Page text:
Despite initial investigations into Muslims and mafia members, two neo-Nazis are arrested as the suspects, which leads into Act II: Justice. In a cold, sterile, Kubrick-esque courtroom, the trial plays out, with opposing council and even the five judges (there’s no jury) seemingly doing everything they can to excuse the murder of an innocent man and his child simply because he was foreign and brown, while the Nazi perpetrators sit there with the most smug looks possible, never once fearing for their own freedom. When a Nazi sympathizer is brought in as an alibi witness with clearly manufactured “evidence,” it’s treated as reasonable doubt, rather than a farce.
The third act, “The Sea,” presents its own small irony, in that the ocean as a literary device tends to symbolize peace and tranquility, and it’s here that Katja goes to her greatest extremes, taking it upon herself to avenge her loss. In lesser hands than Kruger and director Fatih Akin’s, this could devolve into late era Liam Neeson shenanigans, but the focus is kept squarely on Katja and her pain, the hatred that led to her tragedy never even given the briefest of deference.
Is this the greatest revenge story ever told? Quite frankly, no. Some of the plot threads originate from almost nowhere, like the theory that Nazis were responsible in the first place. Katja herself notes that Nuri had no enemies, and while he worked in an ethnic part of Hamburg, neither he, nor the area, had ever been targeted. Yet midway through Act I she just decides it was Nazis and she happens to be right. Similarly, I didn’t care for the ending all that much (don’t worry, I won’t spoil). The more I thought about it, the more it made sense from a character standpoint, as Katja had moments that could logically lead to the film’s conclusion, but at the same time, much of the presentation was a slow burn, focusing keenly on emotional development and prolonging each moment. The ending, such as it is, is the exact opposite, a sudden, instant piece of action, putting a full stop on everything that preceded it. It works, but it just didn’t sit right with me.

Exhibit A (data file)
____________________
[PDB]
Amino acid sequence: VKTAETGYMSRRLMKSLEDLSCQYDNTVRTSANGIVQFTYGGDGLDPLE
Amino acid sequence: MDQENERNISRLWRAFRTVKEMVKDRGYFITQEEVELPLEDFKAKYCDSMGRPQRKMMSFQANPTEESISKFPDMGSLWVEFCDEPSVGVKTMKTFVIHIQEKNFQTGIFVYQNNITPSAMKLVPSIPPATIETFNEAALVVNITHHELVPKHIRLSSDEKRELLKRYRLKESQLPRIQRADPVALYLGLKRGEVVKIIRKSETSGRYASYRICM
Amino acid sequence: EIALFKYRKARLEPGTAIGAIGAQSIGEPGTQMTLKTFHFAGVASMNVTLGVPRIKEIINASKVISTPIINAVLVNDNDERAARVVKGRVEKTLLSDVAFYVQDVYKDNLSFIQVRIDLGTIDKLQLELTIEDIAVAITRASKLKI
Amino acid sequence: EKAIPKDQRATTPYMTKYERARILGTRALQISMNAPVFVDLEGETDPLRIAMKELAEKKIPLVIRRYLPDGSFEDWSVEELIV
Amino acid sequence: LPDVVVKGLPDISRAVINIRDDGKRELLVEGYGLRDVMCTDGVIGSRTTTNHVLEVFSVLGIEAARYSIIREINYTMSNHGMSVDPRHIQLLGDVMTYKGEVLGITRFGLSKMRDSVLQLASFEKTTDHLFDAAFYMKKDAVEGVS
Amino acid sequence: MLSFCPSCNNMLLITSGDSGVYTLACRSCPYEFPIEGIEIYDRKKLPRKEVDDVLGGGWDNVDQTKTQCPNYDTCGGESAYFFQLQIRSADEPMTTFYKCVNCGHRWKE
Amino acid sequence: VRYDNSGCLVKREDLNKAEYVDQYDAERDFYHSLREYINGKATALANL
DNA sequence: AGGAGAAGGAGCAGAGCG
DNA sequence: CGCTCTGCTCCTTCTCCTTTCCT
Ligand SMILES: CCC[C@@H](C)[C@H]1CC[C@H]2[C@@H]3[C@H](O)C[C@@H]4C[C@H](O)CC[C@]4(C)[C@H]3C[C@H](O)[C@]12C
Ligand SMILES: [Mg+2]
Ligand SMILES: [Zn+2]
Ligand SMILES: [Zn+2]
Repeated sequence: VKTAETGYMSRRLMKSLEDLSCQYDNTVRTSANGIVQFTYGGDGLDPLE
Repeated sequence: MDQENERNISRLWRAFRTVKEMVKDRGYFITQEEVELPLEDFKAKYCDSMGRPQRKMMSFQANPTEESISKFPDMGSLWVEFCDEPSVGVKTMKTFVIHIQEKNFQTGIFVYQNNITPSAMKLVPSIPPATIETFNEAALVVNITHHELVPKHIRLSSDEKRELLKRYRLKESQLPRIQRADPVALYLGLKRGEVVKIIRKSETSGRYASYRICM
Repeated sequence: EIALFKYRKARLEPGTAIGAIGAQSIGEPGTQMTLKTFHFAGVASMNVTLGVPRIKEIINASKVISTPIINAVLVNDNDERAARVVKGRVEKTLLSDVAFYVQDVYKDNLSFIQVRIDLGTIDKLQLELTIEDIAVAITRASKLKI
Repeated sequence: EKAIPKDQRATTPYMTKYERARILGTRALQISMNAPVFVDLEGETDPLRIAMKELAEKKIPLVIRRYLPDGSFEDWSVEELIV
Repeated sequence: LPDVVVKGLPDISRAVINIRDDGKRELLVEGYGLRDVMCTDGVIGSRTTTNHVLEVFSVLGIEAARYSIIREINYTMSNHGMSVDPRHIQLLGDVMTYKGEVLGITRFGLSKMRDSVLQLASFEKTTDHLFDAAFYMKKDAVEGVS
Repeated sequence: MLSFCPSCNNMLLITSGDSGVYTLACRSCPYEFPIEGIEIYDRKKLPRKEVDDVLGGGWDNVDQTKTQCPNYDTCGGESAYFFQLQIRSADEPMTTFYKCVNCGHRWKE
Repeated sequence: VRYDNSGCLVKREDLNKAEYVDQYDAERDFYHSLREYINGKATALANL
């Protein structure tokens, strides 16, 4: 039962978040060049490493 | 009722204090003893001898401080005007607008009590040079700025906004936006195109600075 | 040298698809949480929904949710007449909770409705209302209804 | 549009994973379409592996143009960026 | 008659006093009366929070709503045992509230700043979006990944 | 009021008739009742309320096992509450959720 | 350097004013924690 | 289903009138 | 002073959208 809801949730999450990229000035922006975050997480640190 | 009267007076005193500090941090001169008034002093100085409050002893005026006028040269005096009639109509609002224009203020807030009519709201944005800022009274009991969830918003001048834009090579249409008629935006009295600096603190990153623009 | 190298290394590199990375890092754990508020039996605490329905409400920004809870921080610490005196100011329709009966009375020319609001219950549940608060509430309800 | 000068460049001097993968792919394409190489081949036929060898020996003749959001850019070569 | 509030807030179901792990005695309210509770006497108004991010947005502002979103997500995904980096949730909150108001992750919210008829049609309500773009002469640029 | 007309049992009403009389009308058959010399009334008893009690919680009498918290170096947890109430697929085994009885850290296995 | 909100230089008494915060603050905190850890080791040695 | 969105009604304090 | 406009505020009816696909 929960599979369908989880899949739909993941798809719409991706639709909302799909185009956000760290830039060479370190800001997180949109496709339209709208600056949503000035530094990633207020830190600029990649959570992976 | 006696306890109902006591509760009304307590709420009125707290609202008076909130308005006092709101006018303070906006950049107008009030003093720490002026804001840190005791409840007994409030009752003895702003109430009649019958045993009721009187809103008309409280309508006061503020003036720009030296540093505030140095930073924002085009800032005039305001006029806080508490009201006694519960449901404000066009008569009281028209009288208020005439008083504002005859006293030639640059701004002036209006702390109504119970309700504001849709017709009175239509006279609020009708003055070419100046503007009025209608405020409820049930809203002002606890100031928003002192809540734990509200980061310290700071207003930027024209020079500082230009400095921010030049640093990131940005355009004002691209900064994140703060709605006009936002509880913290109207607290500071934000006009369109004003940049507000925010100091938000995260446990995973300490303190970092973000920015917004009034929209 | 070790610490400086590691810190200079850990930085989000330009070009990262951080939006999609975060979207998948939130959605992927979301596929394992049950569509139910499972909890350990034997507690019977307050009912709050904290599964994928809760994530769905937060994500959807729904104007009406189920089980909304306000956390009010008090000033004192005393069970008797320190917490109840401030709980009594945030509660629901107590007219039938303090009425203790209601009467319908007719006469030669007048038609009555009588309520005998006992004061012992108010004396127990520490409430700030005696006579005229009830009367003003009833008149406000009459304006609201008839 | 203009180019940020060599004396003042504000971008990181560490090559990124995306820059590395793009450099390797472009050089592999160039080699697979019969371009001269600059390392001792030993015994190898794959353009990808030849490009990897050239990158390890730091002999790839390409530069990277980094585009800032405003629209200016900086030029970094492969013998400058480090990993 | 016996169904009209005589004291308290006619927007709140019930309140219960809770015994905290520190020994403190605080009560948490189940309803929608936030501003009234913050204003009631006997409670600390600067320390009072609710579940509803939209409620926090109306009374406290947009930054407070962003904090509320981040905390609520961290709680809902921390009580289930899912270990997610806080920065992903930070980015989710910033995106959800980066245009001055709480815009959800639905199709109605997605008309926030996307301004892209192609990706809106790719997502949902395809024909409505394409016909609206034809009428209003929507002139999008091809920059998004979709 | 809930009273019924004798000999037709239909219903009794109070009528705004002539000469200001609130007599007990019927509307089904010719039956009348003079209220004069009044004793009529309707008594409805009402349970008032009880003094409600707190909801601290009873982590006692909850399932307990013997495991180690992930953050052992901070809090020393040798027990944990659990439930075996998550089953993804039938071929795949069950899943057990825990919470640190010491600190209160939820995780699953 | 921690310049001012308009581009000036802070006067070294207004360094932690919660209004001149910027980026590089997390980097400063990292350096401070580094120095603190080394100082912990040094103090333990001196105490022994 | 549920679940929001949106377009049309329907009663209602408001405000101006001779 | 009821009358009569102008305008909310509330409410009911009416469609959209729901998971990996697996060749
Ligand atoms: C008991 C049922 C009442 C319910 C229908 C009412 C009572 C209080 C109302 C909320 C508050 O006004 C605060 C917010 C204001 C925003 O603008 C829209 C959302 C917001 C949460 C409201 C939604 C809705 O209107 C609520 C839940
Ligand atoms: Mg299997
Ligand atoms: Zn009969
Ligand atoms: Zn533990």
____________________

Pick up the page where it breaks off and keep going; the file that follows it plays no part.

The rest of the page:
But at the same time, we have to consider the world we live in right now. Hatred has been empowered. Nazis and their sympathizers walk the streets with impunity and occupy the halls of power not just in our country, but in pockets all over Europe. Hell, Nazis literally murdered someone on our soil last year, and the official government response was to blame “both sides” and say that even Nazis have “really good people” in their ranks.
So a film like In the Fade is its own form of catharsis. We see in no uncertain terms what evil truly is, and how the lies they tell themselves and the world are just that, lies. And in a quest for vengeance and justice, we see the lengths someone will go to – especially in Germany, which has gone above and beyond the last 70 years to excise this societal cancer – to wipe those smug looks of imagined superiority off their Aryan faces. It doesn’t hurt to have that major studio polish attached to it, either.